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  • Writer's pictureCarl Agard

Here are Some Top Tips for Self-Employed Homebuyers

Self employed business owners are becoming the biggest demographic of home buyers within the past few years. Business owners tend to have larger incomes and more assets than traditional wage earning buyers, yet there are still several obstacles for them to obtain a mortgage.

Many lenders require self employed buyers to put down larger down payments and charge them higher interest rates than a wage earning buyer. Just to clarify, a wage earning buyer is someone that gets a paystub weekly and a w-2 at the end of the year from an employer.

Lenders tend to look at self employed buyers as "risky" because at anytime their business may cease or earnings may fluctuate. But with rising housing prices, stagnant wages, and lack of employment stability from corporations, self employed buyers are not looking as risky compared to wage earning buyers; and they have the income to buy these higher home prices.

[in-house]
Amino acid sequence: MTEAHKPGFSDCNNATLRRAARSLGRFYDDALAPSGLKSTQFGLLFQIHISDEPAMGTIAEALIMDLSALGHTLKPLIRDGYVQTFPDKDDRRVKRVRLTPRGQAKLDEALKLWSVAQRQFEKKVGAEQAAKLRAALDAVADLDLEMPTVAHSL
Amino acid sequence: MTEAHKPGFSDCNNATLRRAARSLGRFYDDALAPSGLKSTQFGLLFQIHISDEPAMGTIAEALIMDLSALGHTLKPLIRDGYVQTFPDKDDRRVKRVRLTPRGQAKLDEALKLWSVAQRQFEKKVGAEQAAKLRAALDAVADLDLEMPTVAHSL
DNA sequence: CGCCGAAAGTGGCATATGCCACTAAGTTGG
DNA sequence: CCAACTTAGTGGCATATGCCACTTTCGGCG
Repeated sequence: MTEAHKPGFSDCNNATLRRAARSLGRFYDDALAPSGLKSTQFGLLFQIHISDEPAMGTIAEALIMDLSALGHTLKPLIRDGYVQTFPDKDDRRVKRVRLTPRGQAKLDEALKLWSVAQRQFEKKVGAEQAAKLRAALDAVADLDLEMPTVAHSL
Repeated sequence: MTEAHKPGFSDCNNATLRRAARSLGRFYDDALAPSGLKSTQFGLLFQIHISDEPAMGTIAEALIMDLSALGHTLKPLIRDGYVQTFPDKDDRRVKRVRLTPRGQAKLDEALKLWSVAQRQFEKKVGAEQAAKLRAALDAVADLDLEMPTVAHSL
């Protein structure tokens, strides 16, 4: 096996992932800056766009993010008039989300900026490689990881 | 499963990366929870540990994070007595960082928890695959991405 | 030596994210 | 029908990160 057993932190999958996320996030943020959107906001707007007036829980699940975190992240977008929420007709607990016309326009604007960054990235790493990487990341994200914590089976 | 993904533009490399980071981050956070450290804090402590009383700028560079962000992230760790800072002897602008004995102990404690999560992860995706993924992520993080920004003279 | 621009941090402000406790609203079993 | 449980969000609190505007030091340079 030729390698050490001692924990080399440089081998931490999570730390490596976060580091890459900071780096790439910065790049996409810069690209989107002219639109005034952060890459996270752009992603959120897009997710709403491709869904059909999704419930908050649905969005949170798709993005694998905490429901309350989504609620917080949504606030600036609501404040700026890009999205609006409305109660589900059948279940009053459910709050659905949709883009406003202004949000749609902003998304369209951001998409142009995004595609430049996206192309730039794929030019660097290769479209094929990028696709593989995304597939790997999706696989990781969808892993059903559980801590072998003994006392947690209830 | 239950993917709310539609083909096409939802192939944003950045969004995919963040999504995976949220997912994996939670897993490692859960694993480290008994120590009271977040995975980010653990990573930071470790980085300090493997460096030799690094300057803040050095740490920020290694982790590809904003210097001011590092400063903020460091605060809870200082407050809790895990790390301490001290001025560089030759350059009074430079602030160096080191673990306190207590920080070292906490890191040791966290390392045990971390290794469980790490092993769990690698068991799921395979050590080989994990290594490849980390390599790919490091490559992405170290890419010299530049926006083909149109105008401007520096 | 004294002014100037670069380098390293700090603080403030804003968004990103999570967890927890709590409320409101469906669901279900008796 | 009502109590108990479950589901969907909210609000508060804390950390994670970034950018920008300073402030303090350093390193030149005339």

Mortgage companies are now coming up with competitive loan programs for self employed buyers and they are looking at them as a crucial demographic to survive in the 2023 home buying cycle. If you are a self employed buyer, here are some things you need to know before you make the leap into buying your next home:

Find the Right Lender - You would want to go to a mortgage lender that specializes in originating loans for self employed home buyers. FHA and Conventional loans tend to favor w-2 wage earning buyers because they look for paystubs and tax returns which may hurt a self employed buyer. A NON QM Program is good because they use 12 months worth of bank statements to determine income in lieu of paystubs and tax returns.

Organize Your Paperwork - If you do happen to go the FHA or Conventional route, make sure you have both your personal and business tax returns filed and up to date. All lenders will require this. Self Employed Business Owners tend to take a lot of deductions on their tax returns and lenders will go with the net bottom line. This will reduce the amount of income you can provide relevant to your debt. However, with a NON QM Program, the lender will go with your last 12 months business and personal bank statements and they will look at your total deposits. Be prepared to have all these bank statements available

Have Your Down Payment Ready - Most NON QM Programs for self employed buyers will require anywhere from 15 to 30% down. There are no specific FHA programs for self employed buyers, but if you have a co-signor with a wage earning job, you will be able to be qualified for the FHA program.

Carl Agard is the Publisher and Editor in Chief of Boss XL Magazine and the Author of the Book "Financially Surviving COVID19 (Finding Gems in the Real Estate Market)"


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